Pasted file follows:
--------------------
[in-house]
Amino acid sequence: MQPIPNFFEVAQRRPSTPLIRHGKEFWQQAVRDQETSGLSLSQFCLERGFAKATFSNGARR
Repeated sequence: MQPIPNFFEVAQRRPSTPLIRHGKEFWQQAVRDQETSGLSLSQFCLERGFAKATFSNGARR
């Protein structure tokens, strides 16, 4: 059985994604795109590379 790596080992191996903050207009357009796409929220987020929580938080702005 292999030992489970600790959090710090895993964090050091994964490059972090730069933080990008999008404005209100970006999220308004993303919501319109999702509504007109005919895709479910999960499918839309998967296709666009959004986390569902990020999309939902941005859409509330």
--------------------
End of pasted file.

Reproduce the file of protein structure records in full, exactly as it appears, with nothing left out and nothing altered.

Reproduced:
[in-house]
Amino acid sequence: MQPIPNFFEVAQRRPSTPLIRHGKEFWQQAVRDQETSGLSLSQFCLERGFAKATFSNGARR
Repeated sequence: MQPIPNFFEVAQRRPSTPLIRHGKEFWQQAVRDQETSGLSLSQFCLERGFAKATFSNGARR
């Protein structure tokens, strides 16, 4: 059985994604795109590379 790596080992191996903050207009357009796409929220987020929580938080702005 292999030992489970600790959090710090895993964090050091994964490059972090730069933080990008999008404005209100970006999220308004993303919501319109999702509504007109005919895709479910999960499918839309998967296709666009959004986390569902990020999309939902941005859409509330």